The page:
At the September 9 School Board meeting, Albemarle school officials announced preliminary enrollment figures for the current school year that showed 622 fewer students have enrolled than were expected. “Our total enrollment is about 4% less than what we projected,” said division Chief Operating Officer Rosalyn Schmitt, as student enrollments did not bounce back to pre-pandemic levels. “We were assuming more students would return, particularly at the lower grades, but ultimately those assumptions did not pan out.”
The statistics generated no apparent interest among either the attendant board members or the Superintendent during the brief presentation—none asked questions or made comments. One question from the data might have at least elicited curiosity: where are those hundreds of children attending school now? Division officials have no clear response.
David Oberg, White Hall District School Board representative, gave his best guess after the meeting. “I know we had a lot of kids not register for Kindergarten because you can delay enrollment depending on when your birthday is, so a lot of them are distance learning,” he said. “I think middle school students [who dis-enrolled] went elsewhere or are home schooling. Look, we live in an area where people can afford private tutors and private school.”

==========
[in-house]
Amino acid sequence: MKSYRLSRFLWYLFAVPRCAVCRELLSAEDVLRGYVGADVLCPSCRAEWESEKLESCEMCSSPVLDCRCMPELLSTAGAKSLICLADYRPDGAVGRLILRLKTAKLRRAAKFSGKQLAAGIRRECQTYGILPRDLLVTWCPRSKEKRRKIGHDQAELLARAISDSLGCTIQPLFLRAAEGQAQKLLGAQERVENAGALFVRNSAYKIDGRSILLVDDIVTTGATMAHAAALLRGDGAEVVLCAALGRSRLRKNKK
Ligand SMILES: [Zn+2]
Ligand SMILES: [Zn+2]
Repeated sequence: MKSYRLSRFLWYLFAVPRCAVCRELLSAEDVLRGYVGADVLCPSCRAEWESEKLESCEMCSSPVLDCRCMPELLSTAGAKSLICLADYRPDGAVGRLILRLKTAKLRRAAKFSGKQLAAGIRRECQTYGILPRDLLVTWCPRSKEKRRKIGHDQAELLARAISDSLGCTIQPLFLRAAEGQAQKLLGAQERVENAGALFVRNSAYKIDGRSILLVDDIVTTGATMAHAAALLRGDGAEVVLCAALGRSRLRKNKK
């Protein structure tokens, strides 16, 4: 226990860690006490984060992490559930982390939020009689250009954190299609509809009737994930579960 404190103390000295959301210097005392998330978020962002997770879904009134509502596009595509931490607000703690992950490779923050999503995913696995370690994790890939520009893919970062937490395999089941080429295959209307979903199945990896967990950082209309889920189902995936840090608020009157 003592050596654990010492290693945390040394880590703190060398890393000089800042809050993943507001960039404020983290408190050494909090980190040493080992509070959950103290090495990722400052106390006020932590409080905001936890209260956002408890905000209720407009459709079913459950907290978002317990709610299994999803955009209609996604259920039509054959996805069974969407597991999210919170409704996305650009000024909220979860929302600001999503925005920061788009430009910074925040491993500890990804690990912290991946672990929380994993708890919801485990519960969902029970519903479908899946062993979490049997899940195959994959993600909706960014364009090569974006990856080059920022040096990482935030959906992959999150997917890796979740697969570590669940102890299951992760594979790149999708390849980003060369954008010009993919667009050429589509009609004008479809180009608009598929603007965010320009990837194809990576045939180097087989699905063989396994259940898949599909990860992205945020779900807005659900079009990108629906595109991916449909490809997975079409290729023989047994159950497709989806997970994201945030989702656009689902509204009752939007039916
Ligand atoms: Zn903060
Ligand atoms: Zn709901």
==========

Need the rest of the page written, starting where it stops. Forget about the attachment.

One reason for the speculation may be that many parents are not officially asked why they are leaving the public schools or where their children are going instead. “The reaction by the School Board to the data on the [dis-enrolled] kids leaving is really disconcerting,” said Chad Ciesil, parent of a current fourth and sixth grader whom he pulled from the school system this year. “We had nice conversations [about alternatives] with our children’s teachers at Brownsville, who were wonderful, but nobody from the larger school system inquired [where we planned to go]. The emails they sent in the spring only asked, are you coming back or not, yes or no?”
Is the division responsible for finding out where previously enrolled students have gone, and whether they are now being adequately educated? “I honestly have no idea. I can’t tell you,” said Oberg. “I mean, if a kid doesn’t show up, I suspect that the principal will call the family.”